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Jack A Poo (Jack Russell Terrier & Miniature Poodle Mix): Pictures, Guide, Info & Care

Written by: Oliver Jones

Last Updated on May 31, 2024 by Dogster Team

jack a poo dog on grass

Jack A Poo (Jack Russell Terrier & Miniature Poodle Mix): Pictures, Guide, Info & Care

The Jack a Poo is a cute and cuddly hybrid dog that’s a cross between a Jack Russell Terrier and a Miniature Poodle. This is an energetic little dog that can take on the appearance and personality of either or both parent breeds. However, this dog usually inherits the smarts and loyalty of the Miniature Poodle along with the robust energy and playfulness of the Jack Russel. A Jack a Poo is an intelligent, sweet, and loving dog that’s always ready to play.

Breed Overview

Height:

10–16 inches

Weight:

13–25 pounds

Lifespan:

12–15 years

Colors:

White, black, brown, gray, blue, or a mix of these colors

Suitable for:

Active families, those looking for a low-shedding dog

Temperament:

Happy intelligent, energetic, gentle, loyal, affectionate, stubborn

The Jack a Poo is also known as the Jackadoodle. This is a dog that needs a lot of exercise, and it adores being outdoors. If a Jack a Poo doesn’t get the exercise it needs, the dog can become destructive so keep that in mind if you’re thinking of getting one. These dogs can also be yappy which can be a concern if you live in an apartment or have close neighbors. Overall, Jack a Poos make great family dogs as they love kids and can get along with other pets.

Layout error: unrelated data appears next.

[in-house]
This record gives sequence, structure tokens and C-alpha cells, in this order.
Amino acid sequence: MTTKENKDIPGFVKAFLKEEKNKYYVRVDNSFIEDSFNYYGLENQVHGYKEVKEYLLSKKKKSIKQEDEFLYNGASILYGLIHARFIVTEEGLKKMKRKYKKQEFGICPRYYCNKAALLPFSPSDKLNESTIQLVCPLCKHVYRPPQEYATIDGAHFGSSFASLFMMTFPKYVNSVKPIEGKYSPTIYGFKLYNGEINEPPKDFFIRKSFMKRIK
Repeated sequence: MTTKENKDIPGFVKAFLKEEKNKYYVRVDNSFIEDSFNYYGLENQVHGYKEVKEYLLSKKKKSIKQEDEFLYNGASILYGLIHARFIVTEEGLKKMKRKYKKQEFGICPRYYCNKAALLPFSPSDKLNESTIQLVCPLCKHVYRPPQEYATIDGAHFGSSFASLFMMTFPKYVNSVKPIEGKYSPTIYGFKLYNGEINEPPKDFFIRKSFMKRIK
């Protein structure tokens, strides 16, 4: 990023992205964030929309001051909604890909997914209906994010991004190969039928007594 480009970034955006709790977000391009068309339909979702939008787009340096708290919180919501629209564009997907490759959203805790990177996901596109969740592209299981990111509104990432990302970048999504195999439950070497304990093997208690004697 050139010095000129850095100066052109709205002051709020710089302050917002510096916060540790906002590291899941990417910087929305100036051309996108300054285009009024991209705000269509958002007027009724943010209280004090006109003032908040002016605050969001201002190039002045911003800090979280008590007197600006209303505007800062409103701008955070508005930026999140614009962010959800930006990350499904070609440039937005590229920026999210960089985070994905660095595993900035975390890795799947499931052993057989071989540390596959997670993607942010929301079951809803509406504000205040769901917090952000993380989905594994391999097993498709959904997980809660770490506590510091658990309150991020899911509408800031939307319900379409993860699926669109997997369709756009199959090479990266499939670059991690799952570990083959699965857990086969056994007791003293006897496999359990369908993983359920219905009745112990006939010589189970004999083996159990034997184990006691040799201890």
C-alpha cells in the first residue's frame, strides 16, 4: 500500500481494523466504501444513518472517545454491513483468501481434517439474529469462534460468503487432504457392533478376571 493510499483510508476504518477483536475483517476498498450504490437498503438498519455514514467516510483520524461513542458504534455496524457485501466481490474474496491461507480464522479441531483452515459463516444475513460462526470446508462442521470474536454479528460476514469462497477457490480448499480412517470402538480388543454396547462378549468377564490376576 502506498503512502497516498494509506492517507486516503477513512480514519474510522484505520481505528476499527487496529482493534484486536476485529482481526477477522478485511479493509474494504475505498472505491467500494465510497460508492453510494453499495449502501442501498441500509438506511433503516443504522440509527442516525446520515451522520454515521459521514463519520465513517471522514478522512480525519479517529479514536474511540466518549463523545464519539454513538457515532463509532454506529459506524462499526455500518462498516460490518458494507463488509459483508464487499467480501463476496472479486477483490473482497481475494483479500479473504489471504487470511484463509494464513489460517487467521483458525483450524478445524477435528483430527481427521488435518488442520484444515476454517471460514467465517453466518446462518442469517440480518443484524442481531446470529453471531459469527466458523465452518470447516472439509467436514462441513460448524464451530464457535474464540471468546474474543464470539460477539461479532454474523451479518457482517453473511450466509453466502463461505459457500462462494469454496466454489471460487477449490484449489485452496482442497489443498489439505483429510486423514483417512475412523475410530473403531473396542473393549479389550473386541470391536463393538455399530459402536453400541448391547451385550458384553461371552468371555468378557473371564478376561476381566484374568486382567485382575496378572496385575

Jack a Poo Characteristics

Energy
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High-energy dogs will need a lot of mental and physical stimulation to stay happy and healthy, while low-energy dogs require minimal physical activity. It’s important when choosing a dog to make sure their energy levels match your lifestyle or vice versa.
Trainability
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Easy-to-train dogs are more skilled at learning prompts and actions quickly with minimal training. Dogs that are harder to train will require a bit more patience and practice.
Health
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Some breeds, due to their size or their breeds potential genetic health issues, have shorter lifespans than others. Proper exercise, nutrition, and hygiene also play an important role in the lifespan of your pet.
Lifespan
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Some dog breeds are prone to certain genetic health problems, and some more than others. This doesn’t mean that every dog will have these issues, but they have an increased risk, so it’s important to understand and prepare for any additional needs they may require.
Sociability